AquAdvantage v Salmo domesticus

Home Forums Due September 10 by 11:59pm AquAdvantage v Salmo domesticus

Viewing 4 posts - 1 through 4 (of 4 total)
  • Author
  • #195747

    While both Salmo domesticus and AquAdvantage salmon are both products of human manipulation, Salmo domesticus resulted from selective breeding whereas AquAdvantage salmon are genetically modified organisms. Because AquAdvantage salmon are genetically modified, they are supposedly sterile so that eliminates the danger of them escaping and breeding with wild stocks (like Salmo domesticus can and has). While Salmo domesticus were bred to produce large fish, AquAdvantage salmon were genetically modified to reach full size in about half the time that Salmo domesticus does. This means that more fish can be sold in a shorter amount of time.
    With the global population still exponentially increasing, it does make sense to turn toward genetically modified food sources. GMOs enable more food to be produced in a shorter amount of time, with less resources, which is what we need. However, that doesn’t mean there aren’t negative consequences to genetically modifying animals. Diseases can be introduced to wild species and can be potentially devastating, and if there are not alternative food sources, then GMOs and wild stocks will be competing for food. I believe that GMOs are a good alternative given that the necessary precautions are taken to ensure that the cultivation of these animals won’t have negative impacts on wild species or the environment. It’s necessary to come up with alternative food sources with the population as large as it is.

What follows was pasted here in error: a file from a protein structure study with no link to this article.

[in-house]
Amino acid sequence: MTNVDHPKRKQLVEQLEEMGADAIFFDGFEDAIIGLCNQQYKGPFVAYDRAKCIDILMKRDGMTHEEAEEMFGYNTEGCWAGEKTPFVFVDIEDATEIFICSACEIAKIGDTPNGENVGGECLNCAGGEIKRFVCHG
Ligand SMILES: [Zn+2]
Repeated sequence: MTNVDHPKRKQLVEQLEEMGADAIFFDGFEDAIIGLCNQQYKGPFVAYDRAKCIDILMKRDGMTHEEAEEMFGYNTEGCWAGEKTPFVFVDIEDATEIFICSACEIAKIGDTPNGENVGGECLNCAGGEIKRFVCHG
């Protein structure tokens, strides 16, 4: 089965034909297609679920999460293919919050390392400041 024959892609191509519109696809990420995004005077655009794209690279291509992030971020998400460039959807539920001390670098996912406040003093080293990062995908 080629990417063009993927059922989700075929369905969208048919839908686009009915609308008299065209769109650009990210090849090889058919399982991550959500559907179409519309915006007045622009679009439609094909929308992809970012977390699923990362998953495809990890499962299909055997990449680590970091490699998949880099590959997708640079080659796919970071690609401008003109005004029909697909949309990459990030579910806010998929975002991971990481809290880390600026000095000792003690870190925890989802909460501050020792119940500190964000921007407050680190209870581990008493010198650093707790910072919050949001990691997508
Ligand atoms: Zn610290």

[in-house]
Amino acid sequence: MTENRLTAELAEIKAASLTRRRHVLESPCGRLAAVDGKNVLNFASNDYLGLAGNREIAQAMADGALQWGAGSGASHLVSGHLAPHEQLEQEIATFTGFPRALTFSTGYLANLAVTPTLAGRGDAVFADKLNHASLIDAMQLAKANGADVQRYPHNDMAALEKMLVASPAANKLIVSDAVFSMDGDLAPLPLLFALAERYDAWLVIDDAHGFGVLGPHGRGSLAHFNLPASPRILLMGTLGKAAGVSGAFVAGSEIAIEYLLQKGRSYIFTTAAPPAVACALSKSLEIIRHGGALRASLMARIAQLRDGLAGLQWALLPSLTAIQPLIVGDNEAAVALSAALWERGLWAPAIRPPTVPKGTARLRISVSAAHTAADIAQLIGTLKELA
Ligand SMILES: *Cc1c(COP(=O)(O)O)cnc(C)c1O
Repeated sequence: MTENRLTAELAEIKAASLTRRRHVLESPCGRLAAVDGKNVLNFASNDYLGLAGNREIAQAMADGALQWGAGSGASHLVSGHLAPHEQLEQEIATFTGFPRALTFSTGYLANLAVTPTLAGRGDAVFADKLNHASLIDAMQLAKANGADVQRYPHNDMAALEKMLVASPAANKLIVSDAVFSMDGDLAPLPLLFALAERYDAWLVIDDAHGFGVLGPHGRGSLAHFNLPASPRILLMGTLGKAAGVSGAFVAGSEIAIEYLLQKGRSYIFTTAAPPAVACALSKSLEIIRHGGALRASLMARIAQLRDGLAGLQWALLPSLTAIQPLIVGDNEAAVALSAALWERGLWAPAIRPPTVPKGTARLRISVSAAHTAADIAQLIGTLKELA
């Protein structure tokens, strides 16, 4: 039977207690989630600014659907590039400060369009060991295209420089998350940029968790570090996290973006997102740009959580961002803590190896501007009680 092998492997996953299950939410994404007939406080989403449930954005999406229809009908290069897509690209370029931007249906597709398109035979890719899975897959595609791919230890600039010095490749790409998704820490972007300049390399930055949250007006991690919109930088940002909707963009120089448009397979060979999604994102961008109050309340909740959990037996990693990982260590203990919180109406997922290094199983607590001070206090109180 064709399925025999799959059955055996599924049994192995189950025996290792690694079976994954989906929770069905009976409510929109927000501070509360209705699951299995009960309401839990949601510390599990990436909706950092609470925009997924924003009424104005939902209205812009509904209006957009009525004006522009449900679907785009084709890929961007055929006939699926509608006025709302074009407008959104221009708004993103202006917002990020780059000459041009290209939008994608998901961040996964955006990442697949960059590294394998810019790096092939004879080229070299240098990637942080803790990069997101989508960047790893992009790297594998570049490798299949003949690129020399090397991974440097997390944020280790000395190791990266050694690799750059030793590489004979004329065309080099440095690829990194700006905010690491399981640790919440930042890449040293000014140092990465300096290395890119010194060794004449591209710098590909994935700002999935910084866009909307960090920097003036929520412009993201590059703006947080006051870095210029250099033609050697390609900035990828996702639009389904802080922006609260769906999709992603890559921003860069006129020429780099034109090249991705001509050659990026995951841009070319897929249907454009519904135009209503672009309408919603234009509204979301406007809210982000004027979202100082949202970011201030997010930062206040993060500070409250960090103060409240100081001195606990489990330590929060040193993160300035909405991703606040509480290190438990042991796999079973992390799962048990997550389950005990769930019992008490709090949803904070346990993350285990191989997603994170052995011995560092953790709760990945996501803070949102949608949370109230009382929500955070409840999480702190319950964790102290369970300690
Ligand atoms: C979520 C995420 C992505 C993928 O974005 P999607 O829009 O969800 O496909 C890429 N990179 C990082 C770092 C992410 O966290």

I agree that we should use GMOs. With a growing population, they will definitely become more necessary. I also think there are areas in the world already that can benefit from GMOs. I’ve heard of crops in certain areas being altered to include certain vitamins or to grow better in certain conditions.


    But this is not a farm. This is the open ocean. We start changing the balance of organisms in all tropics levels. Meaning we will have to look at ever single organizations and make decisions about all of them every single time you want to even think about changing things. But ocean acidification is happening so who really knows what we should be doing?


    I believe that to make the fish sterile they actually have to heat them when they are eggs, not that being genetically modified automatically makes them sterile. While I agree this is a benefit for AquaAdvtange salmon, as they would not compete with wild fish for more than one generation. However, this does bring up questions of how many salmon actually end up infertile? Is it a 100% guaranteed process, or is there an error rate? That would be my biggest worry, if there is still a possibility for fertile fish to exist.

Viewing 4 posts - 1 through 4 (of 4 total)
  • You must be logged in to reply to this topic.

Fish and Fisheries in a Changing World